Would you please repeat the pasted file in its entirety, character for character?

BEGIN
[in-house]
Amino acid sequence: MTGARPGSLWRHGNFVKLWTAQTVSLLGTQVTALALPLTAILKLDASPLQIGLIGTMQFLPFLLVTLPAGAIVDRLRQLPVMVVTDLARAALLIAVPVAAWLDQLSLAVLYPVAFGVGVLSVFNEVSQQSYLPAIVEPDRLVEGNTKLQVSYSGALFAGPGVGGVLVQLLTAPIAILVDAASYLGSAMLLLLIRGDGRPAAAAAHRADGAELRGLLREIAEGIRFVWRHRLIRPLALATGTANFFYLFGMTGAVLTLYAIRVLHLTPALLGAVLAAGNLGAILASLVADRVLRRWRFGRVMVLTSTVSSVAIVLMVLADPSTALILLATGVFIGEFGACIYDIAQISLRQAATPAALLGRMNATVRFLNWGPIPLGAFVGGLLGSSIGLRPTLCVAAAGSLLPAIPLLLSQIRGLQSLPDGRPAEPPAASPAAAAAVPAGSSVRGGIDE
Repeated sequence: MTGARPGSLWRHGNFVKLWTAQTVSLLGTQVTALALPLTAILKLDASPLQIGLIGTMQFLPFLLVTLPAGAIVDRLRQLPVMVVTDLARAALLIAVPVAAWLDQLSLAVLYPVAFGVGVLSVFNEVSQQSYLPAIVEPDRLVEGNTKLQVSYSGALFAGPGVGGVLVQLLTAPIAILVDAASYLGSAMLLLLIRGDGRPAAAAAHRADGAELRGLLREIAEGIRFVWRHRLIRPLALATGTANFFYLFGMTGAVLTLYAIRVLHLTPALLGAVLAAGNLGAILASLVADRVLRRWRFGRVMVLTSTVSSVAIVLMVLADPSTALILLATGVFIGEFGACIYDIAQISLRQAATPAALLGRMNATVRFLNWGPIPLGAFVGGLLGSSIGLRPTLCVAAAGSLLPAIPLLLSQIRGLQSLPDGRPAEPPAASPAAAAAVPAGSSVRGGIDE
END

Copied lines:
[in-house]
Amino acid sequence: MTGARPGSLWRHGNFVKLWTAQTVSLLGTQVTALALPLTAILKLDASPLQIGLIGTMQFLPFLLVTLPAGAIVDRLRQLPVMVVTDLARAALLIAVPVAAWLDQLSLAVLYPVAFGVGVLSVFNEVSQQSYLPAIVEPDRLVEGNTKLQVSYSGALFAGPGVGGVLVQLLTAPIAILVDAASYLGSAMLLLLIRGDGRPAAAAAHRADGAELRGLLREIAEGIRFVWRHRLIRPLALATGTANFFYLFGMTGAVLTLYAIRVLHLTPALLGAVLAAGNLGAILASLVADRVLRRWRFGRVMVLTSTVSSVAIVLMVLADPSTALILLATGVFIGEFGACIYDIAQISLRQAATPAALLGRMNATVRFLNWGPIPLGAFVGGLLGSSIGLRPTLCVAAAGSLLPAIPLLLSQIRGLQSLPDGRPAEPPAASPAAAAAVPAGSSVRGGIDE
Repeated sequence: MTGARPGSLWRHGNFVKLWTAQTVSLLGTQVTALALPLTAILKLDASPLQIGLIGTMQFLPFLLVTLPAGAIVDRLRQLPVMVVTDLARAALLIAVPVAAWLDQLSLAVLYPVAFGVGVLSVFNEVSQQSYLPAIVEPDRLVEGNTKLQVSYSGALFAGPGVGGVLVQLLTAPIAILVDAASYLGSAMLLLLIRGDGRPAAAAAHRADGAELRGLLREIAEGIRFVWRHRLIRPLALATGTANFFYLFGMTGAVLTLYAIRVLHLTPALLGAVLAAGNLGAILASLVADRVLRRWRFGRVMVLTSTVSSVAIVLMVLADPSTALILLATGVFIGEFGACIYDIAQISLRQAATPAALLGRMNATVRFLNWGPIPLGAFVGGLLGSSIGLRPTLCVAAAGSLLPAIPLLLSQIRGLQSLPDGRPAEPPAASPAAAAAVPAGSSVRGGIDE